An unforgettable historical about true love found and lost and the secrets we keep from one another from an award-winning author
Selina Lennox is a Bright Young Thing. Her life is a whirl of parties and drinking, pursued by the press and staying on just the right side of scandal, all while running from the life her parents would choose for her.
Lawrence Weston is a penniless painter who stumbles into Selina’s orbit one night and can never let her go even while knowing someone of her stature could never end up with someone of his. Except Selina falls hard for Lawrence, envisioning a life of true happiness. But when tragedy strikes, Selina finds herself choosing what’s safe over what’s right.
Spanning two decades and a seismic shift in British history as World War II approaches, Iona Grey’s The Glittering Hour is an epic novel of passion, heartache and loss.
The February dawn crept in slowly, apologetically, as if it sensed how unwelcome it was.
The Glittering Hour by Iona Grey
I was captivated by the blurb of The Glittering Hour. The impression I from the blurb is that it was going to be a sweeping romance. While it was that, it was so much more.
The Glittering Hour got off to a slow start but morphed into a fast-paced, heartbreaking book. There was no lag to the plotline. There were also no dropped characters or storylines.
I am not the biggest fan of the dual plotline books. I can’t keep track of going on. Not the case in The Glittering Hour. The author made sure that I knew what year (aka character) I was reading. Even the characters that had smaller roles (like the governess or the gardener) were clearly labeled. I had no issue following along.
I wasn’t the biggest fan of Selina when I first started reading her half of the book. She came across as spoiled. But, as the author got more into her backstory, I understood why she acted the way she did. I believe that is why she was so attracted to Lawrence. He gave her a sense of belonging that she didn’t get from her family. Her love for Alice was evident through the letters she wrote to her and Alice’s memories.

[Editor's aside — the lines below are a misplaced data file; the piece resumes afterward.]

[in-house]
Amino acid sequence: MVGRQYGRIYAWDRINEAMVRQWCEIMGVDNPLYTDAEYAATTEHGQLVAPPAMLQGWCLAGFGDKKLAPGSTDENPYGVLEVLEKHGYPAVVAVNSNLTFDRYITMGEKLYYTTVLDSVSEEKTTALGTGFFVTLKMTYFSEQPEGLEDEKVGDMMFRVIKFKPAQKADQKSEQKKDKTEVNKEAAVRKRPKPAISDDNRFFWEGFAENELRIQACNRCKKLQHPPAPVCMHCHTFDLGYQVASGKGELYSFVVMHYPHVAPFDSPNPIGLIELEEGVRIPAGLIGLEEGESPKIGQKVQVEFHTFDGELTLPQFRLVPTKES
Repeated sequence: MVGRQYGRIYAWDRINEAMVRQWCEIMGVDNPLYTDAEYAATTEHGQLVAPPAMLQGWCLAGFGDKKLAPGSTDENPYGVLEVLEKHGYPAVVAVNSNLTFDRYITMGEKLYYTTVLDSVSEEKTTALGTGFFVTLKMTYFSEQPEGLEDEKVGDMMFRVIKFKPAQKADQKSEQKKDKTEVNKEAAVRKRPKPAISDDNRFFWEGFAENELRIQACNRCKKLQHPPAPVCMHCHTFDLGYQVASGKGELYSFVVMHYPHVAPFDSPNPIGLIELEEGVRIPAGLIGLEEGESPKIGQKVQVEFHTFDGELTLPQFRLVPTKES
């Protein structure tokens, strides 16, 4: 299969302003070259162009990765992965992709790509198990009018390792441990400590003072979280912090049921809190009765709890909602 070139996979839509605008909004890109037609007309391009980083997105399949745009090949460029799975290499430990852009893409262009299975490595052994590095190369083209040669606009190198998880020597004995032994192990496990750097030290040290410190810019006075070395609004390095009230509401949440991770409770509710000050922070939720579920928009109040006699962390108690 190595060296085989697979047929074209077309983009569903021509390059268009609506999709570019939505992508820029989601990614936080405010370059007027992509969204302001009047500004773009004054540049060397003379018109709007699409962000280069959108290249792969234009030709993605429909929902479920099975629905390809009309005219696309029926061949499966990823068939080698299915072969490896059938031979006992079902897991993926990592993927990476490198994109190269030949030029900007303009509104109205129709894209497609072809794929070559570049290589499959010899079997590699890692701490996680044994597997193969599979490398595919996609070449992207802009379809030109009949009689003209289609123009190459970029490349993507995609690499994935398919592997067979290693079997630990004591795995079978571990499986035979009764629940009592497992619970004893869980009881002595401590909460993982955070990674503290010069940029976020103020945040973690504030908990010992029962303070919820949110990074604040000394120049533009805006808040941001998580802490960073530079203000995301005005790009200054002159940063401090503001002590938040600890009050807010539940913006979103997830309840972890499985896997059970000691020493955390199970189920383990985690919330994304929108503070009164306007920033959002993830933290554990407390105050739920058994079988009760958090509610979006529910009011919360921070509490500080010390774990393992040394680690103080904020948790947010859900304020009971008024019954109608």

I felt awful for Alice. She was living with people who resented her presence. Her grandmother treated her awfully. She was so cold. It was painfully obvious when her younger cousin came for a visit, and he was indulged. I wanted to reach through the book and hug her; I felt that bad for her. My heart broke even more for her towards the end of the book.
I liked Lawrence, but I thought he fell for Selina too quickly. In an era where social and economic status were still barriers, I knew that he didn’t have a chance with her. I was mentally chanting, “Don’t fall in love, don’t fall in love.” But he did, and it was wonderfully sad.
There were a couple of twists in the storyline that took me by surprise. The one that involved Alice, I saw coming. But the other one blew me away. I didn’t see that one coming at all. When it was revealed, I had to put down my Kindle and take a minute to process it. I should have known something was up when Flick made an appearance!!!
The end of The Glittering Hour had me sobbing my eyes out. From the minute both twists were revealed, I was crying. What a way to end a book!!
I would give The Glittering Hour an Adult rating. There is sex. There is language. There is violence. I would recommend that no one under the age of 21 read this book.
I would reread The Glittering Hour. I would recommend it to family and friends.
**I voluntarily reviewed a complimentary copy of this book**